Controversy as Post censured by PCC over funeral story

| December 1, 2009 | 0 Comments

THE Press Complaints Commission has criticised the Bristol Evening Post over its coverage of the funeral of a young suicide victim – stirring controversy among journalists, some of who believe the newspaper behaved correctly.

Comments attached to the report of the PCC ruling on the Press Gazette website were 5-2 in favour of the newspaper’s actions.

Most appeared to think the Post had not set out to offend and had acted in the way most newspapers would behave in similar circumstances.

The PCC – which was criticised as “structurally corrupt” by Guardian journalist and press critic Nick Davies at Bristol NUJ’s annual Benn Lecture last week – censured the Evening Post for failing to find out whether the suicide victim’s family would agree to coverage of the funeral.

The paper published pictures taken outside the cremation service on February 26, 2009, for 17-year-old Mark Cattermole. It also printed details from the order of service and tributes written to Mark by friends and family and left with flowers at the crematorium.

Mark’s mother Hazel Cattermole of Weston-super-Mare complained that the Post’s photographer had “hidden in bushes” and had to be warned off by an undertaker.The PCC said the failure to find out the family’s wishes, and the publication of photos after the photographer had been sent away, meant that the Evening Post had not “paid appropriate regard to the feelings of the family.”

“Newspapers have an important role to play in the reporting of tragic events, which the Commission did not wish unduly to restrict. For instance, some funerals are public celebrations of a person’s life, at which the presence of reporters is welcome. However, given the age of the complainant’s son – and the manner in which he died – the need for restraint and sensitivity on the part of the press was great,” the PCC said.

“The newspaper’s behaviour was not appropriate in the context of this untimely and tragic death. Parents grieving for the loss of their child should not have to be concerned about the behaviour of journalists, or the likelihood that details of the funeral would be covered without their consent.”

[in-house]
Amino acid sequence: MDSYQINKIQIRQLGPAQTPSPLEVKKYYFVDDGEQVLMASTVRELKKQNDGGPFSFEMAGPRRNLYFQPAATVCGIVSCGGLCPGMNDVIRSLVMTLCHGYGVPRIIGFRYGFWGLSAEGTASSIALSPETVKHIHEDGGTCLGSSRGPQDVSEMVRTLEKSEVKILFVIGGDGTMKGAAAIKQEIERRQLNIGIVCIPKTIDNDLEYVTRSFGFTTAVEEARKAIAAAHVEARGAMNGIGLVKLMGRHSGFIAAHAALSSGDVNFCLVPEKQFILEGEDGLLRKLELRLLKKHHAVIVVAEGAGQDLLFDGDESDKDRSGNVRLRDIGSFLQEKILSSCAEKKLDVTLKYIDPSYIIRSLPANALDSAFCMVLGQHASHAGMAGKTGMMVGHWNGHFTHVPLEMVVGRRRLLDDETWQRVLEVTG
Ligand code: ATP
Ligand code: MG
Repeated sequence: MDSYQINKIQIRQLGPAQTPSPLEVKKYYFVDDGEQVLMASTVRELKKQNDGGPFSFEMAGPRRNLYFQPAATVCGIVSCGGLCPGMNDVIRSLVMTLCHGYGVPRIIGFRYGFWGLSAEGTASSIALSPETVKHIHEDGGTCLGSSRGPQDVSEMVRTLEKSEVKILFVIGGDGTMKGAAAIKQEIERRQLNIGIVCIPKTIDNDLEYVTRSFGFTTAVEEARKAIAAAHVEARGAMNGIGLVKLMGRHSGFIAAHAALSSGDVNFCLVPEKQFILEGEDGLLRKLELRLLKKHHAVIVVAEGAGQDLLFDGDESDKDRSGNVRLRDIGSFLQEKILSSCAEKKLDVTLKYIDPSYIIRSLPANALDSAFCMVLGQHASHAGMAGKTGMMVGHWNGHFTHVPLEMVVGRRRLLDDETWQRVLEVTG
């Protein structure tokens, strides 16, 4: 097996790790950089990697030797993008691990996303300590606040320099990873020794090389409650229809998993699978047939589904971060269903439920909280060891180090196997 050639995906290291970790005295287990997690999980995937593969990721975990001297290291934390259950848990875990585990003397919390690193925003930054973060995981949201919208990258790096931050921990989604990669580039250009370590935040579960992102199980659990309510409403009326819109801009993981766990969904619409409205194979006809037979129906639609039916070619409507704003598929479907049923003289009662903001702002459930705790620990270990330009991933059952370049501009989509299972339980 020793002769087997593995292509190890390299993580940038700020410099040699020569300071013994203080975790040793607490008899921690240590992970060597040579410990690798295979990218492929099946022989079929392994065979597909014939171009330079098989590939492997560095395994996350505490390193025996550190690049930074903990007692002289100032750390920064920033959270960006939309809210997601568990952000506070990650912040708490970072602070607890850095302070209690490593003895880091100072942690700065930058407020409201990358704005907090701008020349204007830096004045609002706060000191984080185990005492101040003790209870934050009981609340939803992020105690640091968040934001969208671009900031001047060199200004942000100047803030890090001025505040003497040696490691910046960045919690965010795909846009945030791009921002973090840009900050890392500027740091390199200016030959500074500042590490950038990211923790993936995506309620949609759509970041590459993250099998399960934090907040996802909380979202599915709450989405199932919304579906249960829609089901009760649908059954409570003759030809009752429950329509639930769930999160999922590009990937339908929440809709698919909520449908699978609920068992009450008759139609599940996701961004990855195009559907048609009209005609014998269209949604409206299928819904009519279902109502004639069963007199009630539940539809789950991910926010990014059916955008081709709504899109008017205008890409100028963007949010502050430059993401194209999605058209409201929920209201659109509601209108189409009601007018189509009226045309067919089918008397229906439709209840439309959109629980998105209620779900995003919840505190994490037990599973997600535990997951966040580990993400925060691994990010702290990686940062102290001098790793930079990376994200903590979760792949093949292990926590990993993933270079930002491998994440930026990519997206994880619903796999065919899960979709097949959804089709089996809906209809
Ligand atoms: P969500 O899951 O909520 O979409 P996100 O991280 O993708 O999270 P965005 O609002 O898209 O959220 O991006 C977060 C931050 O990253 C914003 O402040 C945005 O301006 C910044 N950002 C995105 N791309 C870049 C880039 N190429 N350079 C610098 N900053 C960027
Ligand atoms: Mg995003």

The Post denied that the photographer had been hiding. It said that cremations were public events and the photographer had left as soon as he was confronted, and the paper was not aware the family did not want any pictures published.

A reporter picked up an order of service and noted down the family tributes after the family had left.

The paper has told the PCC it will publish an apology to the family for causing them distress. It published the PCC’s adjudication on Monday November 30, though no apology had appeared at the time of writing this report.

On the Press Gazette website only two commentators backed the PCC ruling. One, John Nevill, said the PCC was “a lamb … sent to govern the wolves”.

Another, jamesll, criticised the practice of sending journalists to talk to victims of the recently bereaved – known in newsrooms as “the death knock”.

jamesll wrote: “I have never understood why personal tragedies of this nature are deemed fit for public consumption? What public interest did this “story” serve? When I was a reporter on a local newspaper I always felt very uncomfortable with the whole culture of death knocks and turning up at funerals uninvited.”

But other contributors backed the Evening Post.

grey cardigan said: “What an extraordinary adjudication. I can’t see anything wrong with the Evening Post’s behaviour. It was bog standard newsroom practice, surely?”

Contributor Bob Haywood linked the adjudication to the current high profile of the PCC, which is under attack for its alleged failure to investigate phone hacking at the News of the World.

“The PCC has shown yet again that it is so fearful of statutory regulation that it occasionally chucks in a nonsensical adjudication to appease its critics,” said Bob Haywood.

“Even taking the “prosecution” case, I can’t see what the BEP did wrong. If the BEP had approached the family in advance of the funeral to see what they thought of coverage, I am sure the family would have complained of harassment – and the PCC would have upheld the case.

“Funerals are public occasions. If I’d have been running the news desk that day, I’d have had a reporter inside the church. How many times have we seen the media report on the cards with floral tributes? Hundreds of times. Picking up the order of service to check names/titles? Terrible. Any factual inaccuracies in the piece? Apparently not.”

Another, Sam Spade, called it ” a very odd decision from the PCC”.

“Could it be the fragrant [PCC chair] Baroness Buscombe  making her presence felt yet again? Don’t the politicians call it “sending out a message?”

Sam Spade quoted a speech by Baroness Buscombe in November in which she said: “We make sure people are not approached by journalists or photographers when they need some space.”

She referred to a school in Cheltenham where a pupil died this year. Concerned about the impact of press attention, the school summoned the PCC, which spoke to editors and ensured “the children were left in peace”.

One contributor to the Press Gazette forum, ElizaBennet, said: “I can’t see how this was intrusive in the slightest. A stomach-churning adjudication. Will the last one out please turn the lights out?”

Paul Breeden

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